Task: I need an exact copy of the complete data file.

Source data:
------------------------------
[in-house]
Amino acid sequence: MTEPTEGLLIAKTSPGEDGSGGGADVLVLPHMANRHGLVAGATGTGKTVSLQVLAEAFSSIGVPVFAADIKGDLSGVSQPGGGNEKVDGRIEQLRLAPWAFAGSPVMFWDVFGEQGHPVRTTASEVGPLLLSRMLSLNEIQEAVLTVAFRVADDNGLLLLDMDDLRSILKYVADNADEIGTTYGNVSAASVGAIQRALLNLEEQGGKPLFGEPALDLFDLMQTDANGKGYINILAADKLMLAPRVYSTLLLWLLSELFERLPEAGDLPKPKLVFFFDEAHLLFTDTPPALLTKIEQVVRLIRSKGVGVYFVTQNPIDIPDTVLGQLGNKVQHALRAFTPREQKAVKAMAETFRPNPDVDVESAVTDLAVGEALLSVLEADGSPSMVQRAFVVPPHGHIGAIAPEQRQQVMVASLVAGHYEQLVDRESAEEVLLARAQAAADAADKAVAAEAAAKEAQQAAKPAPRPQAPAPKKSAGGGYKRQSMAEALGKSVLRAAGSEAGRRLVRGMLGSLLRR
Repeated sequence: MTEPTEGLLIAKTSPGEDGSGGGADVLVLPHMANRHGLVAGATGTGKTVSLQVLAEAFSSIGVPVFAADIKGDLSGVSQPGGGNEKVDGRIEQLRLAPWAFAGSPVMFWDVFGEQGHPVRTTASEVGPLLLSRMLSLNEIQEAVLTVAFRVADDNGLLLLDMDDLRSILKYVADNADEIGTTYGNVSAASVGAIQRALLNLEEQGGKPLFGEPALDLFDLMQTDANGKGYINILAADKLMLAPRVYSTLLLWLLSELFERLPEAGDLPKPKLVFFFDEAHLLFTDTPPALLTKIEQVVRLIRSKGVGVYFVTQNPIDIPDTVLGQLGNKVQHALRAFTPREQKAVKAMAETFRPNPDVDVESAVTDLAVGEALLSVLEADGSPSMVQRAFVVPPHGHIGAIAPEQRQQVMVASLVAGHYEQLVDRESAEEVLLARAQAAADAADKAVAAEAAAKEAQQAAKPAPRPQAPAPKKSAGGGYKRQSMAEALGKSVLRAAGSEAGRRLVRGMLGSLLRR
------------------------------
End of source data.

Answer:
[in-house]
Amino acid sequence: MTEPTEGLLIAKTSPGEDGSGGGADVLVLPHMANRHGLVAGATGTGKTVSLQVLAEAFSSIGVPVFAADIKGDLSGVSQPGGGNEKVDGRIEQLRLAPWAFAGSPVMFWDVFGEQGHPVRTTASEVGPLLLSRMLSLNEIQEAVLTVAFRVADDNGLLLLDMDDLRSILKYVADNADEIGTTYGNVSAASVGAIQRALLNLEEQGGKPLFGEPALDLFDLMQTDANGKGYINILAADKLMLAPRVYSTLLLWLLSELFERLPEAGDLPKPKLVFFFDEAHLLFTDTPPALLTKIEQVVRLIRSKGVGVYFVTQNPIDIPDTVLGQLGNKVQHALRAFTPREQKAVKAMAETFRPNPDVDVESAVTDLAVGEALLSVLEADGSPSMVQRAFVVPPHGHIGAIAPEQRQQVMVASLVAGHYEQLVDRESAEEVLLARAQAAADAADKAVAAEAAAKEAQQAAKPAPRPQAPAPKKSAGGGYKRQSMAEALGKSVLRAAGSEAGRRLVRGMLGSLLRR
Repeated sequence: MTEPTEGLLIAKTSPGEDGSGGGADVLVLPHMANRHGLVAGATGTGKTVSLQVLAEAFSSIGVPVFAADIKGDLSGVSQPGGGNEKVDGRIEQLRLAPWAFAGSPVMFWDVFGEQGHPVRTTASEVGPLLLSRMLSLNEIQEAVLTVAFRVADDNGLLLLDMDDLRSILKYVADNADEIGTTYGNVSAASVGAIQRALLNLEEQGGKPLFGEPALDLFDLMQTDANGKGYINILAADKLMLAPRVYSTLLLWLLSELFERLPEAGDLPKPKLVFFFDEAHLLFTDTPPALLTKIEQVVRLIRSKGVGVYFVTQNPIDIPDTVLGQLGNKVQHALRAFTPREQKAVKAMAETFRPNPDVDVESAVTDLAVGEALLSVLEADGSPSMVQRAFVVPPHGHIGAIAPEQRQQVMVASLVAGHYEQLVDRESAEEVLLARAQAAADAADKAVAAEAAAKEAQQAAKPAPRPQAPAPKKSAGGGYKRQSMAEALGKSVLRAAGSEAGRRLVRGMLGSLLRR